The bottom line, for ME, is that 15 MONTHS, and only 14,203 votes before the ACTUAL Presidential Elections (November, 2008) is WAY TOO SOON to be deciding who IS and who is NOT a “viable” candidate. Or should we just take the results of these 14,203 voters in Iowa, and that’s the end of it? Romney’s our candidate – period.

    I still don’t understand someone who can be bought off, or need to personally shake the hand of someone in order to vote for them.

    Given the seemingly endless “debates”, interviews, commercials, press conferences, and so-called “news” reports on the various candidates, WHY cannot we have ONE (NATION WIDE) “Primary”, “Caucus” and/or “Straw Poll”? I never HAVE met any candidate (personally), and I NEVER expect to – yet I’m quite confident that when I cast MY VOTE – it will be for the candidate who best represents MY beliefs in public and international policies. No hand-shake or bar-b-q is going to change that.

    Comment by wardmd — August 12, 2007 @ 11:10 am
  32. What makes you think Tom Tancredo will go 3rd party? I’ve seen no indication of that.

    As a Paul supporter, I’m disappointed in how he did. A 5th place finish isn’t a win, place, or even a show. It’s an ‘also ran’. A media that already tends to ignore him isn’t going to take notice after a 5th place finish.

    Comment by Nexus — August 12, 2007 @ 11:24 am
  33. [...] that since several Republican Presidential candidates chose not to become involved in the recent Iowa Straw Poll voting contest, the results are completely meaningless.  Even more so because Mitt Romney and Sen. Sam [...]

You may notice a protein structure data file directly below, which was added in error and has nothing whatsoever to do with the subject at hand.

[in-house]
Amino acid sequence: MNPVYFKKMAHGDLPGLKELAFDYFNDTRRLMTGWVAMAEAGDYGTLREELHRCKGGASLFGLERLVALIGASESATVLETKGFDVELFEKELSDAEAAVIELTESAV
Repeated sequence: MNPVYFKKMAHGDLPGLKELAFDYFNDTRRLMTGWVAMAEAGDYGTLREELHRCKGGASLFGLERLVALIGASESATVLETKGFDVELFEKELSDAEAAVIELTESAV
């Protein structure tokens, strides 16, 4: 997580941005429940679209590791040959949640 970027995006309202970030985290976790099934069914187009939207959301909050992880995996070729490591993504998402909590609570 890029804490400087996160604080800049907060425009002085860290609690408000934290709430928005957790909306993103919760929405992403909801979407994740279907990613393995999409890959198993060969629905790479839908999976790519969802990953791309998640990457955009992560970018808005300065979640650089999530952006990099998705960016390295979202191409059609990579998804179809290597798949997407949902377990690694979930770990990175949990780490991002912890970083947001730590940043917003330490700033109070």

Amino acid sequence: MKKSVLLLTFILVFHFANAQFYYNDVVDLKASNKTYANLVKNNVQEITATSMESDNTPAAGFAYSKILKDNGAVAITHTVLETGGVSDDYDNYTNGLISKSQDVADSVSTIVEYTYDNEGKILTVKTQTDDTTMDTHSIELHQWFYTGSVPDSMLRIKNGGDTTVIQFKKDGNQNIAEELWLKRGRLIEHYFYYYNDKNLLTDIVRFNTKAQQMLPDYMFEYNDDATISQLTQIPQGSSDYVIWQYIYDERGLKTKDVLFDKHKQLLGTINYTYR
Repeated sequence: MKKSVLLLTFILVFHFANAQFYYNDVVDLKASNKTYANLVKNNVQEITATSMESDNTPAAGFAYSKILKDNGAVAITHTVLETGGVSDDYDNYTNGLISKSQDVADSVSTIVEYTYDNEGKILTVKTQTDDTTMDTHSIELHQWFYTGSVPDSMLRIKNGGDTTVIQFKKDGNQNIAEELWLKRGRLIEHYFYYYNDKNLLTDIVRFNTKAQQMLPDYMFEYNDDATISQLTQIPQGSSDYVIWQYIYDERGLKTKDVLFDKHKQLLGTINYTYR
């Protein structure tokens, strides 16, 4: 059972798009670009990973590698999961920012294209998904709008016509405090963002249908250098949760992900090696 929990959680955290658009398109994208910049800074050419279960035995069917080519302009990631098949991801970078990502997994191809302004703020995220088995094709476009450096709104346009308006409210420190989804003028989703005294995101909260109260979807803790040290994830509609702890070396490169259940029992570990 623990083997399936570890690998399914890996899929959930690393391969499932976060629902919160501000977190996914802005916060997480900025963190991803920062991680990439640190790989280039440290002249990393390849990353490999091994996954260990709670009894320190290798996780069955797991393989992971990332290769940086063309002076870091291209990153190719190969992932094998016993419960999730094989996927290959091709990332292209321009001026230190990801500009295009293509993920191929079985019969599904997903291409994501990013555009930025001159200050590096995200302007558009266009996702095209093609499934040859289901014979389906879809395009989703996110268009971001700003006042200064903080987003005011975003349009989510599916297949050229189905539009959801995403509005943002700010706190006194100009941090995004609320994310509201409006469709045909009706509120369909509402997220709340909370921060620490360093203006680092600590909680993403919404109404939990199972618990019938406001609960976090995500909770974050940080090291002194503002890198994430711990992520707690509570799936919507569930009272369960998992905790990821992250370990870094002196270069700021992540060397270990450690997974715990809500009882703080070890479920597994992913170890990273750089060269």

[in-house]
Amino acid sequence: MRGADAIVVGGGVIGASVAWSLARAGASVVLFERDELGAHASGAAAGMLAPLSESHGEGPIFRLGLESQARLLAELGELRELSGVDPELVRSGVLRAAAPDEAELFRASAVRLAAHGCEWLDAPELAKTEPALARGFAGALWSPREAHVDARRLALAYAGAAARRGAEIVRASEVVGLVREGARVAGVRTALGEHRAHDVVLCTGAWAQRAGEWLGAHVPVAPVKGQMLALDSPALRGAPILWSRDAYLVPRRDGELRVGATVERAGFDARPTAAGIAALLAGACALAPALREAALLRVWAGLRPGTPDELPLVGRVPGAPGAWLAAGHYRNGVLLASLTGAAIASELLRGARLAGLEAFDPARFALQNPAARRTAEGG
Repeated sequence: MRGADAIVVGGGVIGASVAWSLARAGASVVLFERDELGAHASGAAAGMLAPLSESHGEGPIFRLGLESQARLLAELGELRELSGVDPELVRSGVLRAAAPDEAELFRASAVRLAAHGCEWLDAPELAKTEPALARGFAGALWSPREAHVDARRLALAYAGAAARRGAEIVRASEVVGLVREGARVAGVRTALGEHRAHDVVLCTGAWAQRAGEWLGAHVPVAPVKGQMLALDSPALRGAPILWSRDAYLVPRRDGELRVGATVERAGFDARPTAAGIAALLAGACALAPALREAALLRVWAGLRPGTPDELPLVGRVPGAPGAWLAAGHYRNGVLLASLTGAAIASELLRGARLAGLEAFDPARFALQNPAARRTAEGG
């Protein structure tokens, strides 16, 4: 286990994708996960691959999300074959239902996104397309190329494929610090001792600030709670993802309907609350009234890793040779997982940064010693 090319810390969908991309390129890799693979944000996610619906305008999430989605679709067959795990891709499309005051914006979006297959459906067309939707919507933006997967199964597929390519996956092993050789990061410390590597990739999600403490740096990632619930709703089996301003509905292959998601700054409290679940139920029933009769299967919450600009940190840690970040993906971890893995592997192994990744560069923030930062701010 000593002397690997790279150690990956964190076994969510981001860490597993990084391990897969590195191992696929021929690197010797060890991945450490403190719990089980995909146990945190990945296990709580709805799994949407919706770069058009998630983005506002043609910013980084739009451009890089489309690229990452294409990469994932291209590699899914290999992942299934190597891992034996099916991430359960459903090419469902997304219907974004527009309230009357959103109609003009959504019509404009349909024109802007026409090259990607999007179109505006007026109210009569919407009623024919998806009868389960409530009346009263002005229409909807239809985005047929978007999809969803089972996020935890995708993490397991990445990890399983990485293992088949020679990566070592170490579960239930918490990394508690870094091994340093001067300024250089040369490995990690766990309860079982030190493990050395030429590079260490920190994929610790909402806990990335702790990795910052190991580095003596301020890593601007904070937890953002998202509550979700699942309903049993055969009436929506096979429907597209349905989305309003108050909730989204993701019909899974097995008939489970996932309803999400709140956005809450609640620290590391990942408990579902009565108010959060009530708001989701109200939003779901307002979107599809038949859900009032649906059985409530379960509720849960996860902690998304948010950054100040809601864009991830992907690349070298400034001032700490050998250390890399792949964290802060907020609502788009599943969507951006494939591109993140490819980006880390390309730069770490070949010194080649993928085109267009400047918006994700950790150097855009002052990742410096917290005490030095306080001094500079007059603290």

Pingback by Dominionists for Tancredo 2008-If we build it, He will come — August 12, 2007 @ 11:36 am
  34. The current duopoly that rules America has polarized the American People. Those that do not want to associate with either party are marginalized, and all the while Congress seems too busy pursuing re-election, self-aggrandizing, avoiding term limits, and raising both their paychecks and future career opportunities; all the while the media circus rages, and the band plays on.

    My point!?! This is a straw poll dedicated to raising funds for the Iowa GOP. It fills the vacuum in the political calendar.

    We are turning into an entitlement country. Those running the democratic nomination for president are wanting to drive us even further into this entitlement mentality (which is essentially socialistic and borderline communistic when considering the utilization of the work force for the “common advantage of all members), and those of us who work hard to support our families and communities will suffer the most.

    The only recourse is your participation in society, and your vote. We still are “We, the People”, unfortunately, this is fact obscured by decades of personal agendas that fall outside the bounds of the US Constitution.

    If you are in Iowa, get involved. The low voter turnout to me shows that there is general apathy at this point in the race. I am sure that the economy enjoyed this stimulation. For that, Iowans’ should rejoice, the caucus is not that far off. I am also sure that the techniques employed by most candidates reek of Boss Tweed and Tammany Hall. For that, Americans should lament…

    Comment by thomj76 — August 12, 2007 @ 11:38 am
  35. “I still don’t get the assertion that Ron Paul did SO WELL, and that it’s the “end of the road” for Sam Brownback (that he should leave the race soon)! Brownback got 6% MORE votes than did Ron Paul. Why does THAT translate into Brownback should quit? Unless, of course, your assertion is that Ron Paul should have done a LOT WORSE in the first place (but he STILL placed 6 percentage points below Brownback – so, clearly, Ron Paul, who couldn’t even get into double-digits, should drop out).”

    Ron Paul only spent a week in Iowa. He only ran radio and TV ads the middle of last week. Considering the time and resources he spent, his finish wasn’t bad. Brownback on the other hand had visited all of the counties in Iowa. He rented buses and had the second largest tent next to Romney. He poured considerable resources into this Straw Poll and still came up short of Huckabee. This is a loss and a disappointment any way you slice it.